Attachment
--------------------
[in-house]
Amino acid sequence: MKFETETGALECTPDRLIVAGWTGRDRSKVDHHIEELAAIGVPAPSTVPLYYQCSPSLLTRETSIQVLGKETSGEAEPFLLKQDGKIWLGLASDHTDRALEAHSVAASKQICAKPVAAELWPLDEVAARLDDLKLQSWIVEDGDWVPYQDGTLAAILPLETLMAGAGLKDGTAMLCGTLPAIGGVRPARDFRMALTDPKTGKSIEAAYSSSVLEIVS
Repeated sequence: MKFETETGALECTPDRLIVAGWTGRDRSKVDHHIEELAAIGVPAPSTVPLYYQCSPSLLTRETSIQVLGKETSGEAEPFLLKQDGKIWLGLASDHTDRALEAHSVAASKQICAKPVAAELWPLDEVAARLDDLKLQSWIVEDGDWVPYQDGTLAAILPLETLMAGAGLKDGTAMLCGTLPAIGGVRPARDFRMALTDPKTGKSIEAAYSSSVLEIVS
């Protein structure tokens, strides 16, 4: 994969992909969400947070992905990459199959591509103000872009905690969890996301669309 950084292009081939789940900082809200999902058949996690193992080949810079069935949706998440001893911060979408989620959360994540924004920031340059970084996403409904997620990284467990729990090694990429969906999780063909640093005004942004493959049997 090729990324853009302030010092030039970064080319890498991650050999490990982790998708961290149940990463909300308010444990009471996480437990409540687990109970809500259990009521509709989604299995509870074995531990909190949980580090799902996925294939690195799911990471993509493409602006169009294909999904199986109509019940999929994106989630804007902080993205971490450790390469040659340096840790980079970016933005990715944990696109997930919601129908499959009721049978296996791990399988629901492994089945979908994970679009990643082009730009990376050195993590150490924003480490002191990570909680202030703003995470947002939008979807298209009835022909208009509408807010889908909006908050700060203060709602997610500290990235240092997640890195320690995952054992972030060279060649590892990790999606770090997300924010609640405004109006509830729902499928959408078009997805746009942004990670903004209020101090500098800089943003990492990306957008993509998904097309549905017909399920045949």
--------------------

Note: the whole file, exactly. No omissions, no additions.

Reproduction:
[in-house]
Amino acid sequence: MKFETETGALECTPDRLIVAGWTGRDRSKVDHHIEELAAIGVPAPSTVPLYYQCSPSLLTRETSIQVLGKETSGEAEPFLLKQDGKIWLGLASDHTDRALEAHSVAASKQICAKPVAAELWPLDEVAARLDDLKLQSWIVEDGDWVPYQDGTLAAILPLETLMAGAGLKDGTAMLCGTLPAIGGVRPARDFRMALTDPKTGKSIEAAYSSSVLEIVS
Repeated sequence: MKFETETGALECTPDRLIVAGWTGRDRSKVDHHIEELAAIGVPAPSTVPLYYQCSPSLLTRETSIQVLGKETSGEAEPFLLKQDGKIWLGLASDHTDRALEAHSVAASKQICAKPVAAELWPLDEVAARLDDLKLQSWIVEDGDWVPYQDGTLAAILPLETLMAGAGLKDGTAMLCGTLPAIGGVRPARDFRMALTDPKTGKSIEAAYSSSVLEIVS
């Protein structure tokens, strides 16, 4: 994969992909969400947070992905990459199959591509103000872009905690969890996301669309 950084292009081939789940900082809200999902058949996690193992080949810079069935949706998440001893911060979408989620959360994540924004920031340059970084996403409904997620990284467990729990090694990429969906999780063909640093005004942004493959049997 090729990324853009302030010092030039970064080319890498991650050999490990982790998708961290149940990463909300308010444990009471996480437990409540687990109970809500259990009521509709989604299995509870074995531990909190949980580090799902996925294939690195799911990471993509493409602006169009294909999904199986109509019940999929994106989630804007902080993205971490450790390469040659340096840790980079970016933005990715944990696109997930919601129908499959009721049978296996791990399988629901492994089945979908994970679009990643082009730009990376050195993590150490924003480490002191990570909680202030703003995470947002939008979807298209009835022909208009509408807010889908909006908050700060203060709602997610500290990235240092997640890195320690995952054992972030060279060649590892990790999606770090997300924010609640405004109006509830729902499928959408078009997805746009942004990670903004209020101090500098800089943003990492990306957008993509998904097309549905017909399920045949």